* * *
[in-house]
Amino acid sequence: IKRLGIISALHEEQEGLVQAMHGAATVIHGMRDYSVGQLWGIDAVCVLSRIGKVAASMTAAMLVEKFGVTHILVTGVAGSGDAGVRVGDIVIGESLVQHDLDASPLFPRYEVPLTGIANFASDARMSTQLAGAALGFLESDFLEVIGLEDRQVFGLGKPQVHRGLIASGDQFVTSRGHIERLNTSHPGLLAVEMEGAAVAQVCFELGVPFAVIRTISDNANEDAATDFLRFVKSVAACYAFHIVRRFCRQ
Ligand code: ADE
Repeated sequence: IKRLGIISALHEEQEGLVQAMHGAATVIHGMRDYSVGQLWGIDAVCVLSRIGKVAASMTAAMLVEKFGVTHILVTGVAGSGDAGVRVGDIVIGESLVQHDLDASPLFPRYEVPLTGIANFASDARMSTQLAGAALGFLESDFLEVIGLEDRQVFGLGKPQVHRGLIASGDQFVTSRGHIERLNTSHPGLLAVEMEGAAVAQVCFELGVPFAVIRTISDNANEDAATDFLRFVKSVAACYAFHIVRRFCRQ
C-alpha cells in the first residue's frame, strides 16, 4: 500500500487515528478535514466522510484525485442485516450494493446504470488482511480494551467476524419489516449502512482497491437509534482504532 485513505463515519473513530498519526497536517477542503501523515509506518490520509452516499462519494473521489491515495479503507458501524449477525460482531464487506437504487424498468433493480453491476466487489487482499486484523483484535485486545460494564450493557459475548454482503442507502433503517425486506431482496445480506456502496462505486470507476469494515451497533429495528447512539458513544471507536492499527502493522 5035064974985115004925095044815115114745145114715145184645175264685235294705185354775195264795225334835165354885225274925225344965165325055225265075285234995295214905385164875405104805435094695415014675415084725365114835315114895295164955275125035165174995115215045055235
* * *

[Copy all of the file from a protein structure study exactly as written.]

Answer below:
[in-house]
Amino acid sequence: IKRLGIISALHEEQEGLVQAMHGAATVIHGMRDYSVGQLWGIDAVCVLSRIGKVAASMTAAMLVEKFGVTHILVTGVAGSGDAGVRVGDIVIGESLVQHDLDASPLFPRYEVPLTGIANFASDARMSTQLAGAALGFLESDFLEVIGLEDRQVFGLGKPQVHRGLIASGDQFVTSRGHIERLNTSHPGLLAVEMEGAAVAQVCFELGVPFAVIRTISDNANEDAATDFLRFVKSVAACYAFHIVRRFCRQ
Ligand code: ADE
Repeated sequence: IKRLGIISALHEEQEGLVQAMHGAATVIHGMRDYSVGQLWGIDAVCVLSRIGKVAASMTAAMLVEKFGVTHILVTGVAGSGDAGVRVGDIVIGESLVQHDLDASPLFPRYEVPLTGIANFASDARMSTQLAGAALGFLESDFLEVIGLEDRQVFGLGKPQVHRGLIASGDQFVTSRGHIERLNTSHPGLLAVEMEGAAVAQVCFELGVPFAVIRTISDNANEDAATDFLRFVKSVAACYAFHIVRRFCRQ
C-alpha cells in the first residue's frame, strides 16, 4: 500500500487515528478535514466522510484525485442485516450494493446504470488482511480494551467476524419489516449502512482497491437509534482504532 485513505463515519473513530498519526497536517477542503501523515509506518490520509452516499462519494473521489491515495479503507458501524449477525460482531464487506437504487424498468433493480453491476466487489487482499486484523483484535485486545460494564450493557459475548454482503442507502433503517425486506431482496445480506456502496462505486470507476469494515451497533429495528447512539458513544471507536492499527502493522 5035064974985115004925095044815115114745145114715145184645175264685235294705185354775195264795225334835165354885225274925225344965165325055225265075285234995295214905385164875405104805435094695415014675415084725365114835315114895295164955275125035165174995115215045055235